Although its neighboring countries Thailand and Vietnam have garnered more attention for their beaches or in the case of Vietnam, its politics, Cambodia is a country whose culture, customs and clothing are diverse, colorful and rooted in tradition. Approximately 14 and a half million Cambodians call this beautiful country home.
By day, Cambodians, like many people in Asia, tend to be rather conservative in their attire. Men are expected to wear at minimum slacks and a buttoned up shirt. A tie is optional, but recommended. Alternatively, women are expected to wear ankle length skirts and a nice blouse. Indeed the climate may dictate how Cambodians dress. Tropical can usually mean hot and muggy days and rainy afternoons and evenings. As Cambodian attire is segregated by social classes and caste boundaries, attire may differ greatly between the peoples who live there. Traditional (both rural and urban) Cambodians wear something called a Krama, which is unique to the Khmer (Cambodians), and is not worn by the neighboring Laotians, Thai or Vietnamese. As versatile as it is beautiful, the scarf-like garment serves as both protection from the elements and is a signature of uniquely Cambodian style, often worn under the Vietnamese-inspired conical hat or as a sarong.
If anything can be thought of as ‘official’ attire for the country, the traditional and elegant sampot can. Influenced by China (rather than Vietnam, like the hat), there are different varieties of the sampot depending on the wearer’s social class. The higher up one is, the more intricate and beautiful the garment. The varieties of sampot are:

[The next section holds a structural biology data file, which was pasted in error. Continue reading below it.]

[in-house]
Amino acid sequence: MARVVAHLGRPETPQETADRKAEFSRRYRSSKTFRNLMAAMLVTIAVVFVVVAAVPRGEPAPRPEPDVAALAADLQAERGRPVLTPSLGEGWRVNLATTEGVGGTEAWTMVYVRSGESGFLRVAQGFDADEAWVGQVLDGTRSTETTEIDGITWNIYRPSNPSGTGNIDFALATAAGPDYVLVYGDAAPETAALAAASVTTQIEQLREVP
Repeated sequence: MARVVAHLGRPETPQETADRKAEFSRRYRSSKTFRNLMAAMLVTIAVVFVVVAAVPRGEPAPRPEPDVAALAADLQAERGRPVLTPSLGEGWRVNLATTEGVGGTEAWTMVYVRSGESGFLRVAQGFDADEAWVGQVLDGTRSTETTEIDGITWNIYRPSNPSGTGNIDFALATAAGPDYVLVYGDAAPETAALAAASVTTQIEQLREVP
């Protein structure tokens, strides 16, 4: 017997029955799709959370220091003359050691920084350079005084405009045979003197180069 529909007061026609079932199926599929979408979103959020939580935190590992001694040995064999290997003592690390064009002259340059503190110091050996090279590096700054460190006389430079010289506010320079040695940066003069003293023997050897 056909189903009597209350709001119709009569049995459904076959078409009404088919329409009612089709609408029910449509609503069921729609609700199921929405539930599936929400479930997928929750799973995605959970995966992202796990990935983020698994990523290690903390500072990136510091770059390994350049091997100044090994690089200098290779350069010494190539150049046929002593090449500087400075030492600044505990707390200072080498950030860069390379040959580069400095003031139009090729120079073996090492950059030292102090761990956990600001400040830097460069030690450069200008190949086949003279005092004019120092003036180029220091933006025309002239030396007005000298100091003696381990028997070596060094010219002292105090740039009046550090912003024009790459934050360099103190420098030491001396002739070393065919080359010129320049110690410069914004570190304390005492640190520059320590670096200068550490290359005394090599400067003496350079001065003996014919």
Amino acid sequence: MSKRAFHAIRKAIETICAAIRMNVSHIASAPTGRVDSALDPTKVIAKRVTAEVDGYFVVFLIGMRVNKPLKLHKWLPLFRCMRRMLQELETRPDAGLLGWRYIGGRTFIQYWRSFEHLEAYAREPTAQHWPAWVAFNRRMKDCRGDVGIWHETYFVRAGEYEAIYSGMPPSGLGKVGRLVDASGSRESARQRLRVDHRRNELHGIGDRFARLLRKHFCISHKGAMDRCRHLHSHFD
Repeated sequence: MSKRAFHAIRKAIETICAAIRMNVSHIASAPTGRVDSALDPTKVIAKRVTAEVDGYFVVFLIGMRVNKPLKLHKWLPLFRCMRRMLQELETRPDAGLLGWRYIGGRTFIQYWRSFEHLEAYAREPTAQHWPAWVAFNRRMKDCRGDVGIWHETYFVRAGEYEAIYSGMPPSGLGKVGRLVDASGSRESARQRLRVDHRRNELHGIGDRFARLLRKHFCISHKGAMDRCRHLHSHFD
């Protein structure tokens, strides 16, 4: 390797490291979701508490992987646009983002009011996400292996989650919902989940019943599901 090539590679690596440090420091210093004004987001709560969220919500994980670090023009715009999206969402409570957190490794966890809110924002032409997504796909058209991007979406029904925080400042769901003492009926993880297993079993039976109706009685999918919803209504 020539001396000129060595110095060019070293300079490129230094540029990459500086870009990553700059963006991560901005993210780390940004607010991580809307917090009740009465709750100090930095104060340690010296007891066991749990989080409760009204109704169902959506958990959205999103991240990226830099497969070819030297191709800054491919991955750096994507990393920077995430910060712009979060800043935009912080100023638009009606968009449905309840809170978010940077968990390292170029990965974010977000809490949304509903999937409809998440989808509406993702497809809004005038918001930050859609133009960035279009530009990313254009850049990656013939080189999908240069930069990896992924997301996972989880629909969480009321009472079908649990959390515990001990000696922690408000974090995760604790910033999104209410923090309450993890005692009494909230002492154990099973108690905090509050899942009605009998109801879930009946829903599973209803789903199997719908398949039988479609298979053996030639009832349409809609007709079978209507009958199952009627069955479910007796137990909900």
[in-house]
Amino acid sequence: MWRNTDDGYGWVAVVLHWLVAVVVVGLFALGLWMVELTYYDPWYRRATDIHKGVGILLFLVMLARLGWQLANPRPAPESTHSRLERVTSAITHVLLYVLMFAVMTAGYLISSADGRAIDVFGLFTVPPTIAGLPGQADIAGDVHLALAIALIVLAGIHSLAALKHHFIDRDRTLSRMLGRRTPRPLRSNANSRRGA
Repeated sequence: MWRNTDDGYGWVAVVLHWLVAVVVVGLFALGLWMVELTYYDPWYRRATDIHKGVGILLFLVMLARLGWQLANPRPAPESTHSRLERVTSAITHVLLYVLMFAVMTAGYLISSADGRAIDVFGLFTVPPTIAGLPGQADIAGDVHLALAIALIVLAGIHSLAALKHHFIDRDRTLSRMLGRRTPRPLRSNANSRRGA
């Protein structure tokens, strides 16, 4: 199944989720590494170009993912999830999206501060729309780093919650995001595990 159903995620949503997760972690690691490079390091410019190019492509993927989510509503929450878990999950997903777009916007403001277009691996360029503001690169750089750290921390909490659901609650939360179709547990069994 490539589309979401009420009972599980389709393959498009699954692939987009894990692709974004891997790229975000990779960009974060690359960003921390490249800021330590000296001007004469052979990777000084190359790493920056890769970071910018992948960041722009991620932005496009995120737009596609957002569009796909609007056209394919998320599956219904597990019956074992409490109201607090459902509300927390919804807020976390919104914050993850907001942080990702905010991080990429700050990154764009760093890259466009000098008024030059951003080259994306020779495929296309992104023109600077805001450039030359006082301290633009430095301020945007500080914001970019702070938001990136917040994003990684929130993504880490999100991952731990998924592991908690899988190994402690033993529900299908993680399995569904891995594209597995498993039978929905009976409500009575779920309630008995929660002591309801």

• Sampot chang kben
Usually worn by women of the upper and middle class, this sampot resembles a pair of pants more than it does a skirt like other varieties. It is favored by women of ‘all’ classes for holidays and special occasions.
• Sampot phamuong
More complex in its crafting than the chang kben, the phamuong features rich floral and geometrical prints. Highly prized yellow Cambodian silk is often used in its making.
• Sampot hol
Coming in two varieties, the sampot hol can be worn as either a wrapping skirt (made in the typical fashion of such garments), or as a twill weave wrap. The difference is that for the twill weave, each side of the length of cloth is a different color and sports a different print as well. Inspired by Indian attire, its prints are similar to, if not identical to those of the sampot phamuong – featuring floral, geometric or animal designs.
While jewelry and ostentatious displays are out of keeping with societal norms in Cambodia, some men and women both do favor jewelry with a religious purpose. Some, like the Buddha pendant are worn about the neck. There are other pendants as well, each serving some other purpose in the daily lives of the Khmer. Some are believed to provide good luck, others, protection from evil spirits.
While the concept of ‘daily wear’ has faded in Cambodia, requiring many to adopt the aforementioned semi-formal attire in the day-to-day, it has not gone completely. Look around as you explore this rich and beautiful land and you must see something memorable.